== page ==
“It kind of feeds into you. You process it. You let it out,” artist Carmen Argote said, while lifting her hands inwards before moving them away from her body to begin a circular motion. She brings her hands down and completes one motion. She tries explaining it through words, but words fail her, so she instead uses flowy, tactile movement to talk.
It is in reference to Neha Choksi’s video installation “Everything sunbright” on display in the “Made in LA” 2018 exhibit at the Hammer Museum in Westwood.
As part of their biennial art showcase, the museum organizes Artists on Artists, an event in which “Made in LA” artists explain other artists’ work. In efforts to achieve a wider and broader perspective of the artwork displayed in their exhibit, artists are given full control over how they deliver their presentation.
“When it comes to ‘Made in LA,’ I think it’s an interesting lense to see the biennial through,” said Nancy Lee, Senior Manager of Public Relations at the Hammer Museum. “Not just any artist’s perspective but a fellow biennial artist’s perspective is an entryway for the audience.”
Tasked with going through Choksi’s four-part video installation, Argote recounted the process of talking about the multidisciplinary artist’s work as difficult. Her video installation employs sight and sound, but, as Argote elaborated, those two elements feed into other sensory experiences.
“For me, this idea of multiple perspectives is so key to the work and maybe that’s something that I really try to see,” Argote said. “I know that I make art to see things more clearly like through gestures and I think that’s something that overlaps from me with Neha’s work — just trying to get to different vantage points to be able to see.”
Argote noted how Choksi’s work is a collection of fragments of videos and scenes which build a visceral and tactile experience. She mentioned how Choksi’s work is a result of childhood upbringing as her art is rooted in experiences. At the same time, her work offers the opportunity for art enthusiasts to also connect with their own experiences and relate in their own ways.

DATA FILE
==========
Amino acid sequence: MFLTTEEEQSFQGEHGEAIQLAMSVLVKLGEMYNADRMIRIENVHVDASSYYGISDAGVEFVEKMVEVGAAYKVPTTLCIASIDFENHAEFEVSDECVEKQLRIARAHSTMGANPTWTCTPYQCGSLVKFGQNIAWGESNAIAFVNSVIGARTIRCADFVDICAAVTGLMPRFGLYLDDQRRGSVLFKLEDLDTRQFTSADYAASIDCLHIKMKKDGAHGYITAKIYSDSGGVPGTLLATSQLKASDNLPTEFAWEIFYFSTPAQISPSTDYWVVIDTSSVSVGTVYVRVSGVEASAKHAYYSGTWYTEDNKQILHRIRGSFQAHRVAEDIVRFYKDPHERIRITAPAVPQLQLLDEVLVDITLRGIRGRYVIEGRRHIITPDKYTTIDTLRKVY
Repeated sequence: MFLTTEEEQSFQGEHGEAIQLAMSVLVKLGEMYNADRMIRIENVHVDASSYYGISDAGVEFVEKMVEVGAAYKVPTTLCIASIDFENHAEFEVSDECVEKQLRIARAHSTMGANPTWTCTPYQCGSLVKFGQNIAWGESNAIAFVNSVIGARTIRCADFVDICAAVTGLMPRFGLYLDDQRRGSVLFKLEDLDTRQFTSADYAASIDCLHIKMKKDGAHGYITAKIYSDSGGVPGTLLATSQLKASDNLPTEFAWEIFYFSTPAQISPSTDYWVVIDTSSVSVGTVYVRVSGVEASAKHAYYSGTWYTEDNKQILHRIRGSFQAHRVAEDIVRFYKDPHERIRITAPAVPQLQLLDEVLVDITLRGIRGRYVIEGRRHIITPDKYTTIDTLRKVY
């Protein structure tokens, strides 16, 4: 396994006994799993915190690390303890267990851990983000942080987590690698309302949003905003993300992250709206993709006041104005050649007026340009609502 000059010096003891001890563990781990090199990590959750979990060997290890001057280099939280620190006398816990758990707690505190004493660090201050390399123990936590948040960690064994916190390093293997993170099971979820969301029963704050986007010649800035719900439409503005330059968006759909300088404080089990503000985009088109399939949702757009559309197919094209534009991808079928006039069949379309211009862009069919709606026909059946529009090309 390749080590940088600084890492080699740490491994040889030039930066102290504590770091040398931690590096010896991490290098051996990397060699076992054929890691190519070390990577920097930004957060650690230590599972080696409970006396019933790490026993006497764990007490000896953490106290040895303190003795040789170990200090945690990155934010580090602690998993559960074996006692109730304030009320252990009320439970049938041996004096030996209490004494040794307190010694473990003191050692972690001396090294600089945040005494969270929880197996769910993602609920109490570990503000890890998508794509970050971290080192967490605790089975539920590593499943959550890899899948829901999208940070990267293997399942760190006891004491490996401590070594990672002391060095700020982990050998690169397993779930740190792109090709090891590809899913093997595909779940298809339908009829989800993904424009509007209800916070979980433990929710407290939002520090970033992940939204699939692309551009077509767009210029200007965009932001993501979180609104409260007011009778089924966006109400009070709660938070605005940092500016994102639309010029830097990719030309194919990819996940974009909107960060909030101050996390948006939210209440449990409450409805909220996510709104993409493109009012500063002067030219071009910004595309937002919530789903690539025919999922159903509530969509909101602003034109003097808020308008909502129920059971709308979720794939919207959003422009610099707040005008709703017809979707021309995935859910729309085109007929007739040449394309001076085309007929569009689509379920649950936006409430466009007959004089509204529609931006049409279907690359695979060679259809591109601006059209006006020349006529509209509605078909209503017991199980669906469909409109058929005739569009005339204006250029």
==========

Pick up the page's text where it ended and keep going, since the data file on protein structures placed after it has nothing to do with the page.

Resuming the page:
“I think where the poetics come from is through that breathing space that she allows for someone taking in her work to kind of live in,” Argote said. “That’s how it kind of constructs itself in my own mind and how I’m able to enter it and sort of move through the work and build meaning.”
Argote went on to explain Choksi’s development following years of art exhibits as she often revises and reinvents previous ideas and works. She noted the process to be nonstop as Choksi’s process constantly grows from piece to piece.
“It’s kind of like a taking in of the germination of an idea, then, moving that idea sort of forward but then it kind of comes back into you,” Argote said. “You process it and then you take that in cumulatively and every time you sort of bring it out for the world to see.”
One of the speakers pipes up next to one of the projections.
“I think we’re on the same page, on the same book, on the same chapter, you got it,” the girl on the screen said. “It’s not always about negativity there’s positivity in everything.”
As the screen speaks life to Choksi’s work, each spectator’s watchfulness indicates a riveted attention fixated on the profound words they hear coming out of a child’s mouth.
The “Made in LA” 2018 exhibit at the Hammer Museum will continue to be on display until early September.